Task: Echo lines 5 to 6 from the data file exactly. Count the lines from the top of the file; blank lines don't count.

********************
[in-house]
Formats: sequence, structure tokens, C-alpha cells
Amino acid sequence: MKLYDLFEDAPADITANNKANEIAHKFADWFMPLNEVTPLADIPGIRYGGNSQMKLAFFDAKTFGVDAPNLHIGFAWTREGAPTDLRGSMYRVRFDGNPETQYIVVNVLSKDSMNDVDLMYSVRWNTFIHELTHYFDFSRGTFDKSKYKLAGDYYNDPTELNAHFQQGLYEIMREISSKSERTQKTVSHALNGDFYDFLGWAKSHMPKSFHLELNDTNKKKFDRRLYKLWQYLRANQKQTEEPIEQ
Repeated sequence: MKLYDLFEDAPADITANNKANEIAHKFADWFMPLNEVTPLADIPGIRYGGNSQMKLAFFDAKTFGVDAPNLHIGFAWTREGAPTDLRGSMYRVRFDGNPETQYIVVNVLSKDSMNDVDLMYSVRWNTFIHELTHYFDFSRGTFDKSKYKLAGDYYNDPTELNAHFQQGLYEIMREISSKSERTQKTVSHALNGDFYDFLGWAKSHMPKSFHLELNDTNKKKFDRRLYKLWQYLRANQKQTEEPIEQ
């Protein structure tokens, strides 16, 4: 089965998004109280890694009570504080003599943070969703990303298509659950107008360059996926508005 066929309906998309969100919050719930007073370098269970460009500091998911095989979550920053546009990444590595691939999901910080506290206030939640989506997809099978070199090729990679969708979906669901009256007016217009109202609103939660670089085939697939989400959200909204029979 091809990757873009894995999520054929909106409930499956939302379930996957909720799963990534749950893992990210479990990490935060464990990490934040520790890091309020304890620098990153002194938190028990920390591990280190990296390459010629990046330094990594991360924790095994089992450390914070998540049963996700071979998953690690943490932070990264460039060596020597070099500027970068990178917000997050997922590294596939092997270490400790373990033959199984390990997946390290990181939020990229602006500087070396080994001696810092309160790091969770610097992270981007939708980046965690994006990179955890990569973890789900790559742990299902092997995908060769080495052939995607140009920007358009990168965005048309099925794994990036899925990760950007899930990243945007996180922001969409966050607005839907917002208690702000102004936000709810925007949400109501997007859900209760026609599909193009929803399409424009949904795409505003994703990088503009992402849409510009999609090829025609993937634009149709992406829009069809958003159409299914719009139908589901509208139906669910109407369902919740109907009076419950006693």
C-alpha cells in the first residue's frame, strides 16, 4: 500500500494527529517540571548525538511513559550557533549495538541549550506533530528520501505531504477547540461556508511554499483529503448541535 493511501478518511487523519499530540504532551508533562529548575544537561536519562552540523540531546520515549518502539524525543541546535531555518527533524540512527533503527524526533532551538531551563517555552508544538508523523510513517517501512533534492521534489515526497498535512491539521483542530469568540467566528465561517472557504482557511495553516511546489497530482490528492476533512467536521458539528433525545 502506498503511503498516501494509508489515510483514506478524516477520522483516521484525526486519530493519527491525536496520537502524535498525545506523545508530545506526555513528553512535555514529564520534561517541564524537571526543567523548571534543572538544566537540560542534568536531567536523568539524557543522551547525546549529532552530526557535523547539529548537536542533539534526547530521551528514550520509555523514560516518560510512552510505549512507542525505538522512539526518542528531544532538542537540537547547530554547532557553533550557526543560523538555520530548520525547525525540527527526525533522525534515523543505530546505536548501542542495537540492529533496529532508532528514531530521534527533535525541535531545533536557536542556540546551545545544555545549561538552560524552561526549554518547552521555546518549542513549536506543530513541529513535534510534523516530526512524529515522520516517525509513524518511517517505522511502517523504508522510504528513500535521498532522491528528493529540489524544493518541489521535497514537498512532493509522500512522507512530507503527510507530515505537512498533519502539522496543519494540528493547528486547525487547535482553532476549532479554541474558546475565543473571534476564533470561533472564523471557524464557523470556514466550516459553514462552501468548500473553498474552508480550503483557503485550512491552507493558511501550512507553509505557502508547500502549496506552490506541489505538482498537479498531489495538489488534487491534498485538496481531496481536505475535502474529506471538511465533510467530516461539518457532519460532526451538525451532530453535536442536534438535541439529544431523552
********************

């Protein structure tokens, strides 16, 4: 089965998004109280890694009570504080003599943070969703990303298509659950107008360059996926508005 066929309906998309969100919050719930007073370098269970460009500091998911095989979550920053546009990444590595691939999901910080506290206030939640989506997809099978070199090729990679969708979906669901009256007016217009109202609103939660670089085939697939989400959200909204029979 091809990757873009894995999520054929909106409930499956939302379930996957909720799963990534749950893992990210479990990490935060464990990490934040520790890091309020304890620098990153002194938190028990920390591990280190990296390459010629990046330094990594991360924790095994089992450390914070998540049963996700071979998953690690943490932070990264460039060596020597070099500027970068990178917000997050997922590294596939092997270490400790373990033959199984390990997946390290990181939020990229602006500087070396080994001696810092309160790091969770610097992270981007939708980046965690994006990179955890990569973890789900790559742990299902092997995908060769080495052939995607140009920007358009990168965005048309099925794994990036899925990760950007899930990243945007996180922001969409966050607005839907917002208690702000102004936000709810925007949400109501997007859900209760026609599909193009929803399409424009949904795409505003994703990088503009992402849409510009999609090829025609993937634009149709992406829009069809958003159409299914719009139908589901509208139906669910109407369902919740109907009076419950006693």
C-alpha cells in the first residue's frame, strides 16, 4: 500500500494527529517540571548525538511513559550557533549495538541549550506533530528520501505531504477547540461556508511554499483529503448541535 493511501478518511487523519499530540504532551508533562529548575544537561536519562552540523540531546520515549518502539524525543541546535531555518527533524540512527533503527524526533532551538531551563517555552508544538508523523510513517517501512533534492521534489515526497498535512491539521483542530469568540467566528465561517472557504482557511495553516511546489497530482490528492476533512467536521458539528433525545 502506498503511503498516501494509508489515510483514506478524516477520522483516521484525526486519530493519527491525536496520537502524535498525545506523545508530545506526555513528553512535555514529564520534561517541564524537571526543567523548571534543572538544566537540560542534568536531567536523568539524557543522551547525546549529532552530526557535523547539529548537536542533539534526547530521551528514550520509555523514560516518560510512552510505549512507542525505538522512539526518542528531544532538542537540537547547530554547532557553533550557526543560523538555520530548520525547525525540527527526525533522525534515523543505530546505536548501542542495537540492529533496529532508532528514531530521534527533535525541535531545533536557536542556540546551545545544555545549561538552560524552561526549554518547552521555546518549542513549536506543530513541529513535534510534523516530526512524529515522520516517525509513524518511517517505522511502517523504508522510504528513500535521498532522491528528493529540489524544493518541489521535497514537498512532493509522500512522507512530507503527510507530515505537512498533519502539522496543519494540528493547528486547525487547535482553532476549532479554541474558546475565543473571534476564533470561533472564523471557524464557523470556514466550516459553514462552501468548500473553498474552508480550503483557503485550512491552507493558511501550512507553509505557502508547500502549496506552490506541489505538482498537479498531489495538489488534487491534498485538496481531496481536505475535502474529506471538511465533510467530516461539518457532519460532526451538525451532530453535536442536534438535541439529544431523552